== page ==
This article is part of a larger effort by The MMA UnderGround at mixedmartialarts.com, to understand what martial arts methods work best, not by looking at bouts in the arena, but by looking at what happens outside the arena, on the streets, in the gyms, etc. If you enjoyed it, check out more stories on:
•Martial Arts on The Street
This dojo storm happened at Luling Mixed Martial Arts, in Luling, Texas. Owner King Webb is a US Marine pistol and rifle expert, Muay Thai instructor, 1st degree black belt in taekwondo, and 3rd degree black belt in BJJ.
The head coach details the origins of the incident.
"So this guy drops in and watches my Brazilian jiu-jitsu class and he tells me that the art does not work, and that his taekwondo/boxing/aikido/shootfighting blend can defeat jiu-jitsu/MMA in a REAL street fight.," said Webb. "It irritated me, to say the least, but I blew him off and he left the school. He then proceeded to call my wife and I, challenging me to a match numerous times for about six weeks.
"I declined, but then he started telling people in town I was afraid of him, and even went and challenged my 54-year-old Thai Boxing instructor. The next time he called I accepted his challenge and this is a video of the 2 matches."
"Please note that my left foot is broken and that is why I did not throw any kicks with it."
The video opens with Webb in the red NAGA shorts, and the taekwondoist boxer aikidoka shootfighter in a white tee. We'll call him Stormer.
Webb throws a right low kick, and apparently by accident, Stormer checks it, and, with a broken left foot, Webb falls over. Webb pops up and again throws a right low kick. The suspicions that the check was not purposeful are confirmed, as Stormer tries to block the kick by reaching down.
This instinctive move is a sure tell that the individual does not know how to deal with low kicks - the technique does nothing to stop the kick, and leaves the face open. Realizing this, Webb continues to kick, while maintaining solid distance management.
Less than 30 seconds in, Webb is starting to get reads on Stormer's reflexes, footwork, and technique. A high kick very nearly lands, a warm-up for what is to come.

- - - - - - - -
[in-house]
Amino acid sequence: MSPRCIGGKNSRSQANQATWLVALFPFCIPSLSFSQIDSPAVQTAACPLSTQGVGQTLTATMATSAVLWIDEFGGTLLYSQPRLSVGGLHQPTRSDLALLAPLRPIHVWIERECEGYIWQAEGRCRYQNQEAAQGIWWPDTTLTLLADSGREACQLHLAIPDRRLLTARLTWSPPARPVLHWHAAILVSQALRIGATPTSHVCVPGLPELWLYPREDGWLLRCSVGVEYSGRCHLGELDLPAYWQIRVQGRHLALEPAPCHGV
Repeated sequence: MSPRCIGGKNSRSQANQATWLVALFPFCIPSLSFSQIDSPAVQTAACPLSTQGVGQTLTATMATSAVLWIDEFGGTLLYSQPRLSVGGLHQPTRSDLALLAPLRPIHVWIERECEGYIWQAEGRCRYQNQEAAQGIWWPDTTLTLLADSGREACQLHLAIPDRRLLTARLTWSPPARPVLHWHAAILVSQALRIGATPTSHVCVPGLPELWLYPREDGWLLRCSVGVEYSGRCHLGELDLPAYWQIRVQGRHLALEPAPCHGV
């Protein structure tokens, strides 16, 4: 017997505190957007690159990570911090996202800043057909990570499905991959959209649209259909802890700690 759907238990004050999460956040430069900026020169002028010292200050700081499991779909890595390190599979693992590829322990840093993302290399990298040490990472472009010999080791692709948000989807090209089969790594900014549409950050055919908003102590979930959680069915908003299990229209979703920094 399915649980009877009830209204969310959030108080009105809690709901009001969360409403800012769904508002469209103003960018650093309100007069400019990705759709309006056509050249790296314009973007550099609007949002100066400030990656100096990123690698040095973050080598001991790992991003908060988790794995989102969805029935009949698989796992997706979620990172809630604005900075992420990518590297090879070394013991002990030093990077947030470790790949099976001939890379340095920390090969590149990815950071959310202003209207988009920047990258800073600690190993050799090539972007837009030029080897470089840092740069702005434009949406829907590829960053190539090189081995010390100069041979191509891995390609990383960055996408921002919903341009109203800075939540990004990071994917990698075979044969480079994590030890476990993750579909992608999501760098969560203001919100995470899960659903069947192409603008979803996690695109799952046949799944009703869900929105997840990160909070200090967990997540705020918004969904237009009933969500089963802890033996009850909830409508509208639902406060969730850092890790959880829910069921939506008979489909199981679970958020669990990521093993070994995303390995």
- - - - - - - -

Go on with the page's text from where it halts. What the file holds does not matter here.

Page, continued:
Stormer tries a sport karate shuffle lead leg round kick, and follows up by shifting into what looks like a karate reverse punch. Shifting can be effective, but it takes time, and Webb executes a snatch double, a little ground n pound, transitions to mount, strikes more, then is rolled, but secures a triangle choke. Stormer tries to slam his way out, but succeeds only in sinking the choke tighter, and he taps.
Astonishingly, Stormer still doesn't get it. He wants more. So he gets more.
Round 2, Webb comes out southpaw and lands a jab, before returning to an orthodox stance and throws another low kick. Webb has his timing down now, and lands a rear leg high kick, and a shuffle side kick, and a right low kick.
Stormer attempts what might be a groin kick, or perhaps he was shaking something off his foot. Webb now has the full measure of Stormer, who is stalking forward telegraphically. If a trained fighter knows exactly where your neck is going to be, it's likely over soon. Webb lands a head kick, and transforms Dojo Stormer into Sleeping Beauty.
Then the cameraman calmly says, "And we're done."
This is a story with a happy ending. The gentleman in the white tee enrolled at Luling MMA. While he got clowned some in the dojo storm, he should be commended for testing what he knew fairly, and learning from the experience. If everyone had his attitude, the practice of martial arts would be much improved.
Also, it should be noted that while MMA has the reputation for being aggressive, it is always people from some traditional martial arts background that wander into MMA gyms and challenge the head coach, not the other way around.